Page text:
Rise and Shine Feature – Multiple Intelligence with Dr Thomas Armstrong

Multiple Intelligence Workshop with Dr Thomas Armstrong at Singapore Rise and Shine Expo
Multiple Intelligence Workshop with Dr Thomas Armstrong at Singapore Rise and Shine Expo

From 27 to 29 September 2013, Rise and Shine Expo, an informative expo to raise happy and healthy children was held in Singapore. There were more than 100 seminars, workshops and trial classes and a very interesting one that got many parents and educators excited was the workshop ‘8 ways of teaching: how to teach practically anything using multiple intelligencesby Dr Thomas Armstrong.

Dr Thomas Armstrong, Ph.D., is the Executive Director of the American Institute for Learning and Human Development, and an award-winning author and speaker. He has authored 15 books that have been translated to 26 languages, including In Their Own Way and Neurodiversity in the Classroom. Dr Armstrong has lectured in over 20 countries and featured in many prominent newspapers, magazine and TV and radio programs.

Dr Thomas’ Multiple Intelligence workshop at Rise and Shine Expo

The workshop was held at a cosy room on the 3rd floor of Suntec Convention Centre during the Rise and Shine expo, on a Saturday afternoon. Many parents with children (from infants to above 5 year old) attended and I also met a few educators interested in helping children learn more than the ‘reading/writing’ way. The audience was turned into participants during Dr Thomas’ talk as he used the 8 ways to illustrate Boyle’s Law. Refer to this link for Dr Thomas’ blog post on his Rise and Shine experience.

Basics of Multiple Intelligences

The theory of multiple intelligences was first developed in 1983 by Dr. Howard Gardner, professor of education at Harvard University. He took a broader interpretation of intelligence other than just linguistic and logic/mathematical intelligence that still remain as the main focus in schools today. A society requires more than word smart and number smart people, for instance, professions such as designers, artists, musicians, dancers play an important role. The concern of a narrow definition of intelligence is that children who are actually intelligent in other ways become labelled as “learning disabled”. Furthermore, teaching the same concept in different ways allow not word or number inclined children to learn the concepts and also reinforces learning for children who are.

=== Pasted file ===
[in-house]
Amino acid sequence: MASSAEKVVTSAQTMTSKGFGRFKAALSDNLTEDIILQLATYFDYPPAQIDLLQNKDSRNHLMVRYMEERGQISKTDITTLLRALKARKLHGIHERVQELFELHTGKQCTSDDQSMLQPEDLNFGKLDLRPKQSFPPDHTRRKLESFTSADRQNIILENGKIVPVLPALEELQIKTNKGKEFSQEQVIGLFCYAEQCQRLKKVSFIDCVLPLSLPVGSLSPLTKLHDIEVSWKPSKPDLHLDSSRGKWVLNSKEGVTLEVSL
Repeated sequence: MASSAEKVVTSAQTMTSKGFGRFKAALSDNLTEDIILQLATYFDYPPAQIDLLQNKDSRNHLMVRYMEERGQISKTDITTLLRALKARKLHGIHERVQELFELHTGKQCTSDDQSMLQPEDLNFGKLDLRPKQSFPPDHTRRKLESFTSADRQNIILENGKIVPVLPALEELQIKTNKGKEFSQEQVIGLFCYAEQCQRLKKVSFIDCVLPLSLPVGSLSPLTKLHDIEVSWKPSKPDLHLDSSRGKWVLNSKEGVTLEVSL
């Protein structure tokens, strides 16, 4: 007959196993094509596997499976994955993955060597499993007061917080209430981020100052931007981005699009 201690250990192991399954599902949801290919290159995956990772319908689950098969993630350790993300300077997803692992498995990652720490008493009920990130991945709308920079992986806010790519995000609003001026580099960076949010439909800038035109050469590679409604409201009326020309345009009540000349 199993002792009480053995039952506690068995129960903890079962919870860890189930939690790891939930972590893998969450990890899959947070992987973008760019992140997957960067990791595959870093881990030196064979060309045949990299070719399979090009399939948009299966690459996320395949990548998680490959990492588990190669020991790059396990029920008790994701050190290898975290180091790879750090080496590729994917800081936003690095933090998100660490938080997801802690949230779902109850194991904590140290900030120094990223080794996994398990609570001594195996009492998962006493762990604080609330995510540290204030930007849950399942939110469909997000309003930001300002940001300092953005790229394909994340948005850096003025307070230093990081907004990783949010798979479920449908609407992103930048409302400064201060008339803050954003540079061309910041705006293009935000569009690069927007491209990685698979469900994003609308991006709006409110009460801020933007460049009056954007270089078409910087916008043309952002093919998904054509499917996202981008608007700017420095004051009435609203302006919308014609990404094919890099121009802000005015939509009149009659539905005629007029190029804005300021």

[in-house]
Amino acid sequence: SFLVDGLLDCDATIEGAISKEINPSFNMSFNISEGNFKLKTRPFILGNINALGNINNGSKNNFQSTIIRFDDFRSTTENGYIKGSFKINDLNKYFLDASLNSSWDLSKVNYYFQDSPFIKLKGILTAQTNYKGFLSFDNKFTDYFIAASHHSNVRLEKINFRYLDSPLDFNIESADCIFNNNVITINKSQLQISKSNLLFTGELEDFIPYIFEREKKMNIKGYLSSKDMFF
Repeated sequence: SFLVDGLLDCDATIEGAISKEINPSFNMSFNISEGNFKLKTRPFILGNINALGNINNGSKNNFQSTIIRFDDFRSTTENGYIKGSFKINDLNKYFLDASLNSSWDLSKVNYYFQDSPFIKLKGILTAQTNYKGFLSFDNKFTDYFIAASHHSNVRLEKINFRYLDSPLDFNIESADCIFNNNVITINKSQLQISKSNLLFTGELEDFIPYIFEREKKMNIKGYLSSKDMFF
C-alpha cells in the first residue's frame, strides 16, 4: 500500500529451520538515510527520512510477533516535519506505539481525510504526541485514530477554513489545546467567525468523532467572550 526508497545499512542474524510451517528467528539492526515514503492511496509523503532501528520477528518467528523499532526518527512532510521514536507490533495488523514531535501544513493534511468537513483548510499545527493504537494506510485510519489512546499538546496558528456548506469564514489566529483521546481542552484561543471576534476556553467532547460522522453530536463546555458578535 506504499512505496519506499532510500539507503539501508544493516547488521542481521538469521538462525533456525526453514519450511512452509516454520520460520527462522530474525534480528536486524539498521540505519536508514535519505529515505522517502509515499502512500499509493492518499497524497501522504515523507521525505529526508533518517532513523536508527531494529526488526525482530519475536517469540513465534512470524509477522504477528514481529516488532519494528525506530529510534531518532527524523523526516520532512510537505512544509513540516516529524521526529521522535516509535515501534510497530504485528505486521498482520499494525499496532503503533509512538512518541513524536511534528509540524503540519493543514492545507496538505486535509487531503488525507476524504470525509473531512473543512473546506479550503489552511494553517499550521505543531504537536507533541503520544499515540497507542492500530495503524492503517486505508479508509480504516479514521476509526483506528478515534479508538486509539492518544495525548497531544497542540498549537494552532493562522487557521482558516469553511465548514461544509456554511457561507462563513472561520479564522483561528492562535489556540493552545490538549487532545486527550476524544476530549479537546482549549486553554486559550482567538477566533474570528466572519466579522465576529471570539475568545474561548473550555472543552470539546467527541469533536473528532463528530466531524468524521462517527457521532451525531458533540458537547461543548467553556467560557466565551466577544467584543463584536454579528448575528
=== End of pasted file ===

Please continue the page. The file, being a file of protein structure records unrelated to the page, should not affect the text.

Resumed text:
The 8 Multiple Intelligences

Linguistic intelligence (“word smart”) – This intelligence refers to being good with words, and children who are word smart may love reading books, telling stories, good at spellings and taking tests and good at writing. Parents can help these word smart children by bringing spoken/written words into learning.

Logical-mathematical intelligence (“number/reasoning smart”) – This means being good at numbers and logic/reasoning. Children who have more of this intelligence are typically good in science, mental calculation, patterns and taking number-related tests. Parents can help number smart children by thinking of ways to use numbers or patterns into learning.

Spatial intelligence (“picture smart”) – This means being good with pictures and images. Children who have more of spatial intelligence are usually creative, loves arts, doodles, legos and video games. Parents can help these children by using visual aids, colour, art and metaphors.

Bodily-Kinesthetic intelligence (“body smart”) – This refers to being good with the body and hands, such as children who are hands-on, loves to act, moves, sculpts and athletic. Learning for these children can be aided by involving the whole body and hands-on experiences.

Musical intelligence (“music smart”) – This refers to being good with tone, rhythm and timbre and such children are often good in instruments, singing, rhythm and remembering music. Parents can help these music smart kids learn better by including music and rhythm into the learning experience.

Interpersonal intelligence (“people smart”) – This intelligence deals with being good at social interactions and these people smart children are natural leaders, street smart, good at mediating or persuasion. Learning for these children can be aided in peer to peer sharing, co-operative learning or large group simulation.

Intrapersonal intelligence (“self smart”/ personal reflection) – This refers to being good at knowing oneself and these children are independent learners, confident, good at setting goals for themselves and reflecting. These self smart kids learn well when they are given choices or from forming associations with their personal experience.

Naturalist intelligence (“nature smart”) This intelligence is for children who learn best using nature, who loves animals, have a green thumb or loves outdoors. Bringing learning for these children to nature or relating to nature can help their understanding of concepts.

For parents who want to assess which areas their children (or themselves!) are the strongest in, see this slideshare by Dr Thomas for the multiple intelligence inventory listing.

Next week, we will learn from Dr Thomas Armstrong how to identify which multiple intelligences are most prominent in our child! Thank you to Dr Thomas for reviewing the above write-up to ensure that I’ve captured the multiple intelligences accurately.

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